I made sure that I served at least one food he liked at each meal, and gave him a "gummy" vitamin each morning. He was a seriously skinny kid then. He's not now.

My son was so good at this game, he got CPS called on me. He went to preschool 2x a week. Apparently, after refusing to eat breakfast, he would go to preschool and tell the teachers I wouldn't let him have breakfast. He learned fast that this would bring sympathy, chocolate chip cookies and chocolate cupcakes - generally all he could eat. After 4 months of this (and on those days he not only refused breakfast, but lunch as well - and yes, I did discuss this with the preschool teacher), the preschool called CPS on me and claimed I was starving my child. Only because of my constant discussions with the ped and the WIC nutrionist did I not lose my son.

The WIC nutrionist's advice was what I was taking from the time he was 10 mos old when it started... generally what you see in other posts before mine - give him what he wants, try to introduce new foods, don't force him.

After CPS got involved, I finally tossed that advice out and went with the pediatrician's advice... toughlove. It was hard in the beginning... a toddler CRYING because he was so hungry! But I stuck it out and "won".

He now eats normally. He has his favorites, but he knows he has to try something before declaring he hates it. He loves dessert and snacks, but knows he has to eat his meals to "earn" them.

Good luck to you. My daughter is also a much less picky eater (and less "challenging" to me in general). It's nice to have one child that doesn't fight everything you do.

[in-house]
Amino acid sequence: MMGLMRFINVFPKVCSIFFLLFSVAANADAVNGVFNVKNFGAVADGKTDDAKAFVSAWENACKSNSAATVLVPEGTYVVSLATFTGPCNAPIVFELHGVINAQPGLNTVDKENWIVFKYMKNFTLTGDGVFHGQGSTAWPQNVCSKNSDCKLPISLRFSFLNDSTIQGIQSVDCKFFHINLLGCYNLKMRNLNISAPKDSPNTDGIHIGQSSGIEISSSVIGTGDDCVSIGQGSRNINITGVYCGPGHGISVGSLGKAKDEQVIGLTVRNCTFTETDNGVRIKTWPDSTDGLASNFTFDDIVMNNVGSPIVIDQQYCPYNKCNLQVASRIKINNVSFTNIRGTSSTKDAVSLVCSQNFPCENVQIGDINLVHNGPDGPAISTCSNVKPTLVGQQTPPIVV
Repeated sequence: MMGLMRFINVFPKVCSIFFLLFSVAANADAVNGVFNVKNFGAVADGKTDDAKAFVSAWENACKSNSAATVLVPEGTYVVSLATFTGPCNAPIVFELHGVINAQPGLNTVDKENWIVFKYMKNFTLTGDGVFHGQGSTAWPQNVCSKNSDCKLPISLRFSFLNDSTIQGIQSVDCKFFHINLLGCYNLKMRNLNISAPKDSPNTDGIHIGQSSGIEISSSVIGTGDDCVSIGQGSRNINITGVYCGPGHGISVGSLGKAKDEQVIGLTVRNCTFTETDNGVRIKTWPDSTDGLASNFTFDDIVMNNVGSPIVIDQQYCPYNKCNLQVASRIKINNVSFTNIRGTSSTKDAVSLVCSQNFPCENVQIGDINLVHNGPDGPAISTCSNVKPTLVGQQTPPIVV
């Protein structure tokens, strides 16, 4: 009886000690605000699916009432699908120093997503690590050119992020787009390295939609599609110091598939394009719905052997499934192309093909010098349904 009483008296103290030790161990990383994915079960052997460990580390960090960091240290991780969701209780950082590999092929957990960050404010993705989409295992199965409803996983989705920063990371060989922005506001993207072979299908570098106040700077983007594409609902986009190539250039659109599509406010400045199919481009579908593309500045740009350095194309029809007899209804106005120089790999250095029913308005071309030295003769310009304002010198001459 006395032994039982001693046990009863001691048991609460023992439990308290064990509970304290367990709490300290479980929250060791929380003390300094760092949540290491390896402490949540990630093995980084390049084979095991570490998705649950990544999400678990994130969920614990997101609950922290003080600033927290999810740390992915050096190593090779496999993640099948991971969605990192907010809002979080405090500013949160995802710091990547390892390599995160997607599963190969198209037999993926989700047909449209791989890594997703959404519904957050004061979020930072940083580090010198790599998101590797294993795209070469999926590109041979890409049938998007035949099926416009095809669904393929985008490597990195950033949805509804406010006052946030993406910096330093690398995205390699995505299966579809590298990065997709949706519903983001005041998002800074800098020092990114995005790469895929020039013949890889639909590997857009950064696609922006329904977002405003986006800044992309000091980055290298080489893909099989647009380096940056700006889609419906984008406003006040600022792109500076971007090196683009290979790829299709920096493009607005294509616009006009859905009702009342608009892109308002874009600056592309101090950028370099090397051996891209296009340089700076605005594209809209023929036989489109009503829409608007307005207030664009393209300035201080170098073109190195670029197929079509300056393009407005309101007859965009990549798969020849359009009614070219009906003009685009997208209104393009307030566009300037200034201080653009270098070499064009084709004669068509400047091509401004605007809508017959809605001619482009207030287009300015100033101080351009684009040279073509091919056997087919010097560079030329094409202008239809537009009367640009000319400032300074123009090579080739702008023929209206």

Reply With Quote Quick reply to this message
 
Old 08-23-2008, 08:01 AM
Status: "New user name, still old self!" (set 29 days ago)
 
4,473 posts, read 5,830,122 times
Reputation: 3629
When I first read your post I thought, "What's the problem - he's eating, and he's not eating horribly!". I really do agree that you need to back off and not let it stress you.

My son lived off of pbj's for quite a few years. We always joke that we don't think he would be alive if it wasn't for that.

Don't let meals become a battle ground. Serve dinner - if he doesn't like what you made, then that's that - put it in the fridge and if he gets hungry later, that's what he gets. Kids won't let themselves starve to death believe it or not!

What's funny about our son is that he doesn't like more normal things - pizza, melted cheese, etc. If we would go to a restaurant, he would try weird stuff - and like it. He's loved calamari from a small age! Even now at almost 15, he doesn't eat a ton and can tend to be picky. But what I serve is what he gets. I still make him try certain things that he's always said he hated (but we love - such as grilled asparagus). The other night, for the first time, he actually said, "not bad". Didn't eat much, but didn't totally dis it.

By the way - my son might have strange tastes and be picky still - but....he LOVES to cook and will make elaborate meals sometimes. So don't lose heart!
Reply With Quote Quick reply to this message
 
Old 08-23-2008, 09:04 AM
 
Location: mass
2,905 posts, read 4,488,411 times
Reputation: 4889
Quote:
Originally Posted by sweetana3 View Post
I feel for you but there are a lot of things going on here:
1. possible reaction to some foods making him sick making him avoid them and others he percieves like them.
2. Stress of parents and effect his actions have on them